Where the elongation damage has occurred, the nut generally becomestight on the threads. The nut can in most cases still be turnedby hand with a slight increase in turning resistance when passingover the threads in this damaged (elongated) area.

This area of excessive tightness between the nut and bolt maybe your only clue that this bolt has been damaged beyond serviceablelimits. Checking the bolt in this manner is a fast and easy checkwhen no other non-destructive inspection (NDI) method is available.Upon closer inspection the bolt will show slight signs of damagein the form of galling or burnishing. In any case the bolt andnut should be discarded if any doubt exists.

The Need to Pre-Load a Bolt

By applying a specified torque to a bolt, we are pre-loading,or stretching the bolt so the applied pre-load exceeds the stresslevel the bolt is expected to encounter during normal service.This pre-loading of the bolt allows the bolt to exist in a levelstress condition. When in this state the bolt should never exceedits elastic limit and will not be subjected to fatigue stress,Figure 5.

Figure 5 — Applied load diagram
Figure 5. Applied loads must remain below the pre-load establishedin the bolt to prevent fatigue failure of the bolt/fastener assembly.

Therefore, when the bolt has the proper pre-load, also known asa pre-stressed condition, the bolt will not be affected by thecyclic, or changing loads occurring during normal flight operations.

Furthermore, to assure that the proper pre-load value has beenobtained, a calibrated torque wrench must be used. Using torquetables will ensure the proper pre-load is obtained and referenceto these tables is one way the technician has of assuring thebolt is pre-stressed correctly.

Tribology — the study of friction — plays an important rolein obtaining proper pre-loads. Any lubricant, burrs or irregularitieson the threads of the bolt, nut or washer will affect the torquevalue and the amount of pre-stress applied to the fastener. Torquetables are very specific and will state if the torque appliedis obtained using dry, or oiled threads.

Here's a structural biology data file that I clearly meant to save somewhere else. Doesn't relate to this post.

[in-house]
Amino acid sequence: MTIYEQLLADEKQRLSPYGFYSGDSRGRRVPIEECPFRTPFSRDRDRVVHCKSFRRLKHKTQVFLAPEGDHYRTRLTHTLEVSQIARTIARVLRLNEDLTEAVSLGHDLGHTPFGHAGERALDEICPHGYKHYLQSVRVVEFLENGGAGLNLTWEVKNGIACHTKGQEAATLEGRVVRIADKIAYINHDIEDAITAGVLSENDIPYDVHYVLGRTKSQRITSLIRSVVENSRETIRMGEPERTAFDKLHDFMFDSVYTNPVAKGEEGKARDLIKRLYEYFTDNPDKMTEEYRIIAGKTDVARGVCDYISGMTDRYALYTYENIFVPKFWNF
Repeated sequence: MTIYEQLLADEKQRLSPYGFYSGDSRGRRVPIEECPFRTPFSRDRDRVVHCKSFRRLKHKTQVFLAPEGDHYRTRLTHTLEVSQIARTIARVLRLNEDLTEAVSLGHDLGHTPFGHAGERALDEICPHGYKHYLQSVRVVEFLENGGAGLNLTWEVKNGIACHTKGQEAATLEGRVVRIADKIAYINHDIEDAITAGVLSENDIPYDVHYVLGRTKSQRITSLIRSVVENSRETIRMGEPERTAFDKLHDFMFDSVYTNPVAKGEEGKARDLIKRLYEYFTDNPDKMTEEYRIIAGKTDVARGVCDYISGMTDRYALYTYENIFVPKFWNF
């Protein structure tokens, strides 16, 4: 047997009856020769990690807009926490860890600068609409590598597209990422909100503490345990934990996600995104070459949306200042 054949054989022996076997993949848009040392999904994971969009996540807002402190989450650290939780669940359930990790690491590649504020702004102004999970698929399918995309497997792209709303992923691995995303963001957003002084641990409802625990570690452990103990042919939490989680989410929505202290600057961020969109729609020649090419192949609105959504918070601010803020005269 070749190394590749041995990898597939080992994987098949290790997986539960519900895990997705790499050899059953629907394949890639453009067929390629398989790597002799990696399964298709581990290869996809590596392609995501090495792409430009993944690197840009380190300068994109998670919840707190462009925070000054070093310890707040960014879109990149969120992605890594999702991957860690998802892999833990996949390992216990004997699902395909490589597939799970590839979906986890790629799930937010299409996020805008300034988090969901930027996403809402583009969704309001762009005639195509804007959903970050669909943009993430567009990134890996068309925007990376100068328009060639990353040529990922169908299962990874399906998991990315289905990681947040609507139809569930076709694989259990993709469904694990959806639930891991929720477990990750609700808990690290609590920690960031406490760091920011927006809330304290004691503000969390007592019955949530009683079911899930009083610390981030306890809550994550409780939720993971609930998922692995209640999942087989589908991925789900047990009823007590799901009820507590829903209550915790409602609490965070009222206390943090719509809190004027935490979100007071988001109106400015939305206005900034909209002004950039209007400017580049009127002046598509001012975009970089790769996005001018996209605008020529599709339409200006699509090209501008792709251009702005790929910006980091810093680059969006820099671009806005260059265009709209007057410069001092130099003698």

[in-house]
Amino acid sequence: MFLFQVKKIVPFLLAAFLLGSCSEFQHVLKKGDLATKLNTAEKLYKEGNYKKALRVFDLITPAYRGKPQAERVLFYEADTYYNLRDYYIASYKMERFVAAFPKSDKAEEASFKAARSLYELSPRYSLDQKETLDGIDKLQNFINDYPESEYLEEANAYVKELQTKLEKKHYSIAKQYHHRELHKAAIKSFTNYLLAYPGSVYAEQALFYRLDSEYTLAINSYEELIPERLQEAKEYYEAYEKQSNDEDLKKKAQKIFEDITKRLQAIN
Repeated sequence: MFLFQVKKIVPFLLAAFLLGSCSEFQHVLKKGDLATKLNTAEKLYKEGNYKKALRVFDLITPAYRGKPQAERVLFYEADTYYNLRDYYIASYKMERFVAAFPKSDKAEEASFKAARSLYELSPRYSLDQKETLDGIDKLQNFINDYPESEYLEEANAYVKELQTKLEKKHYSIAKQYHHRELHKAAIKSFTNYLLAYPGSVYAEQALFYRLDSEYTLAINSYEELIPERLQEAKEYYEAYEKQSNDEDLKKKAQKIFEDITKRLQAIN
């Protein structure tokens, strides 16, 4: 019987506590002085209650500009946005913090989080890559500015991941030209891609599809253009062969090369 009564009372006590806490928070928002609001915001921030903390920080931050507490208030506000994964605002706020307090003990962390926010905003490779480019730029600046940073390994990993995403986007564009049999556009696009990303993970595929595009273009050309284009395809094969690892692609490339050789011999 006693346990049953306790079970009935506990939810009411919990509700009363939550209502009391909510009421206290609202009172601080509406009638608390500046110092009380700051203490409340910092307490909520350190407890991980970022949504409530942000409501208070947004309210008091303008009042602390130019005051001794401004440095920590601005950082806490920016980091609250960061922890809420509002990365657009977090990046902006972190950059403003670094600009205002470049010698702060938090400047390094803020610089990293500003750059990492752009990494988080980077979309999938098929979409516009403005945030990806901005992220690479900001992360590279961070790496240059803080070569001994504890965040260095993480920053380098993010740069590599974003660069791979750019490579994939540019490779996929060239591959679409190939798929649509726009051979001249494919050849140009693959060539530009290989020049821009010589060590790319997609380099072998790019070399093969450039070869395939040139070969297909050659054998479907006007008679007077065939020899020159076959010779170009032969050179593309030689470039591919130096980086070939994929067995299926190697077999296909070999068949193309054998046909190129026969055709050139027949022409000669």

Oil when present on threads will reduce the turning friction.This reduced friction will cause the bolt to be over stressedby placing a greater pre-load on the bolt if oiled threads werenot intended. With too much pre-load on the bolt, the bolt mayencounter a tensile failure.

Alternatively, burrs or some other irregularity can cause excessiveturning friction. In this case the bolt may never reach the intendedpre-load (an under stressed) condition. Paint or corrosion underthe flat washer can become displaced during usage and this willallow the pre-load to diminish. The bolt will now be subjectedto all the destructive cyclic forces of fatigue acting upon it.Fatigue failure will eventually occur.

Extremely critical bolts (such as connecting rod bolts on pistonengines) are pre-stressed based upon the actual stretch of thebolt, rather than by a torque value. Measuring the actual elongationof the bolt is the most accurate method of ensuring the correctpre-load has been applied. This method is not affected by thefriction variances caused by dirt, burrs, paint, worn threadsand inaccurate torque wrenches.


A technician must be aware that in the everyday removal and reinstallationof bolts, many variables are at work to undermine quality work.Every technician must be alert to anything that might affect thepre-loading of the bolt. Some good practices to follow are:

  • Bolt and nut threads must always be cleaned and in good conditionbefore their reuse.

  • All mating surfaces should be flat, clean and free of paintso the washer can distribute its load properly.

  • Holes should be free of nicks and corrosion before installingthe bolt.

  • Torque wrenches must be properly calibrated and used! Elbowtorque is never a proper substitute for a torque wrench.

Every technician must be made aware of the needs to properly pre-loada bolt and the factors affecting a bolt’s clamping force. By followingproper procedures in selecting matched fasteners and applyingproper torque, every technician may rest assured an importantlink in the safety chain remains strong.